Mishpatim – Wholly Love

“How you do anything is how you do everything.”

imagesSometimes everything aligns to come together in one perfect moment.

This morning, my daughter had asked me to make her a cup of tea to take to school. I looked in the cabinet. Her favorite brand was right there. Check. Her favorite organic sweetener was right there. Check. I opened another door to search for a disposable travel cup. Right in front were the cups, with the exact corresponding number of lids, and the exact number of cardboard sleeves that slide over the cup to make it easy to hold. Check. I made the tea, looped the string over to the right, snapped the lid into place aligning the opening just right, and looking at this cup of tea; I felt that everything was in order and utterly perfect.

A moment later, my daughter was gagging and spitting out her breakfast. I had made eggs, and I grabbed an unwashed spatula out of the dishwasher, forgetting that I had used that very spatula last night to scoop salmon out of a pan.  Ok, so even though the perfect moment only lasted a moment, it didn’t make it any less perfect. Moments have magic in them, and the mundane is anything but. When we live only for the high points, the grand gesture, and the peak experience, we miss out on where life happens.

And so it is with this week’s Torah portion, “Mishapatim”, which is sandwiched in between two peak experiences. In last week’s Torah portion, “Yitro”, we received the Ten Commandments on Mount Sinai. In next week’s Torah portion, “Terumah”, we read about the building of the holy Tabernacle, the Arc of the Covenant, and the indwelling of God’s presence.

In between these spiritual high points lies this week’s Torah portion, “Mishpatim”, which means “Laws,” where we read the seemingly mundane laws of damages and compensation for various types of injuries and losses.   Commentators explain that “these laws” – which are pretty hard to get excited about – nevertheless are part and parcel of the Ten Commandments, no less worthy, no less holy, no less divine.   In fact, the Torah, which is divine, cannot be compartmentalized at all, because it is not the nature of divinity or holiness to be stratified, to be “less than”, or “more than”, “a little” or “a lot.”

Because our minds are linear and compartmentalized, however, we need to learn all of the separate parts of Torah, to come to understand its wholeness.   Unlike the way we view things, Torah doesn’t differentiate between any and all areas of life, or between the so-called “worldly realm” and the sacred realm”, because these realms are inexorably intertwined and connected. Our days and lives are not divided between “God’s time” and “our time”, “God’s domain” and “our personal space”.   It is one holistic connection, regardless of our inability to perceive it as so.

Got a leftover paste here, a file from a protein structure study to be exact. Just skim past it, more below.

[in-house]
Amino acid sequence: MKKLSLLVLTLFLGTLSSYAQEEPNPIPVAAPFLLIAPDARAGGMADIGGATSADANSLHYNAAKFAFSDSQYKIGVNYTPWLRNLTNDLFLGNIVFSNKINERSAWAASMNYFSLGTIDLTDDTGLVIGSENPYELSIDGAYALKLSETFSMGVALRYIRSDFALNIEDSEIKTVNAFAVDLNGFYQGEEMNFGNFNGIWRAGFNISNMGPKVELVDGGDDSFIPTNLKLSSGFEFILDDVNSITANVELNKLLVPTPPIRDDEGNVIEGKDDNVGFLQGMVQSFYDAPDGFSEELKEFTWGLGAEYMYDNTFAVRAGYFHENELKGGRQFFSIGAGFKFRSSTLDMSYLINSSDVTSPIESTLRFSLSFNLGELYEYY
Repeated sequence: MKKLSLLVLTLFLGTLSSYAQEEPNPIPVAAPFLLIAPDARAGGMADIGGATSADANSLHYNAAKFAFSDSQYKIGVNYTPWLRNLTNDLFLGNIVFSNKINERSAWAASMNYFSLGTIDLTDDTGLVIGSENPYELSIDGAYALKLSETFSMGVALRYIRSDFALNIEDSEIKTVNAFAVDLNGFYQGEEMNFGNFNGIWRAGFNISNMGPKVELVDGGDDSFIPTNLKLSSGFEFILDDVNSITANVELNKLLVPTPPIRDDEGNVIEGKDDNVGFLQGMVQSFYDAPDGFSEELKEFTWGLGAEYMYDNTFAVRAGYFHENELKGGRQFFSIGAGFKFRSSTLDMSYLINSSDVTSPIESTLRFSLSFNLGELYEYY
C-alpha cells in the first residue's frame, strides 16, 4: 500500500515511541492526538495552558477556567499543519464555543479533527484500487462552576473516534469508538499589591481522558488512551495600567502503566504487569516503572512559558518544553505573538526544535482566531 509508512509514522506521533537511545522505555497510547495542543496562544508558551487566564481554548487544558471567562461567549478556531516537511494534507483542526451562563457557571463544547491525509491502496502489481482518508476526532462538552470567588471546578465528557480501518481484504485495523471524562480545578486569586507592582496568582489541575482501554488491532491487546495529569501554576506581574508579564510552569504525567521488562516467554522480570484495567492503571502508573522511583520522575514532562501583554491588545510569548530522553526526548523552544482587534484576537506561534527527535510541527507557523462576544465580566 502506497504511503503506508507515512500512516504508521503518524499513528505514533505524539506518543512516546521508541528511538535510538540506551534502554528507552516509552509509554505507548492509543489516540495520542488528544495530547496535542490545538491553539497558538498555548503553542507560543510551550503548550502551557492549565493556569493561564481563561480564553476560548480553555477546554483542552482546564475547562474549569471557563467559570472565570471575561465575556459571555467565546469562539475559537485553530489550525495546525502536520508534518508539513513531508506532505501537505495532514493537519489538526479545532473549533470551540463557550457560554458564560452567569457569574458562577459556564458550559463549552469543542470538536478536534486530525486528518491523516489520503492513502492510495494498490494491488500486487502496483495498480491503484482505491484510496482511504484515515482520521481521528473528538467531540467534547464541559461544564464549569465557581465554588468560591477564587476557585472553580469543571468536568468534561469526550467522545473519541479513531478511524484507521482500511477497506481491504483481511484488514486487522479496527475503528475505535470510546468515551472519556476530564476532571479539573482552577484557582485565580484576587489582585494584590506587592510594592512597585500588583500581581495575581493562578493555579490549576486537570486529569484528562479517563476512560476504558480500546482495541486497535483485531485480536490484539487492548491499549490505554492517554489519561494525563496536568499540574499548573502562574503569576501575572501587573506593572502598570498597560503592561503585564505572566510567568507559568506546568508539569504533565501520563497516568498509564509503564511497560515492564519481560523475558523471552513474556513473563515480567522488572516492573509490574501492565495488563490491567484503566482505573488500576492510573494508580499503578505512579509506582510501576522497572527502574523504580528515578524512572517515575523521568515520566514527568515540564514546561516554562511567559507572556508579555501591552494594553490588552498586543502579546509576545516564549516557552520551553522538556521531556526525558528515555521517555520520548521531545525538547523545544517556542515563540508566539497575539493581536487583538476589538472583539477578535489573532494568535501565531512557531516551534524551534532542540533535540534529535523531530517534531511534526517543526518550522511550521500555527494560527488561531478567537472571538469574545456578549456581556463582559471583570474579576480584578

In “Mishpatim,” God tells us what holy looks like – Act responsibly with people and their possessions. If you hurt someone, make it right. Be exceedingly careful and honest in this world… – because our character shows up in how we handle all of the day-to-day things, no matter how small. And while there are many times when we feel especially elevated and close to God, such as the High Holy Days, or the Sabbath, or a peak life experience, it is also through the day-to-day seemingly ordinary and routine behaviors that we are just as connected.  Thus, the ordinary becomes extraordinary.

In his famous poem, William Blake writes:

To see a world in a grain of sand

And a heaven in a wild flower,

Hold infinity in your hand

And eternity in an hour.

Infinite holiness lies in doing the right thing or the kind thing, even when unnoticed or appreciated.   In the loving comfort of a cup of tea is an eternal heaven. The wholeness that we all seek can be found in a moment of holiness. You just have to notice them.

 

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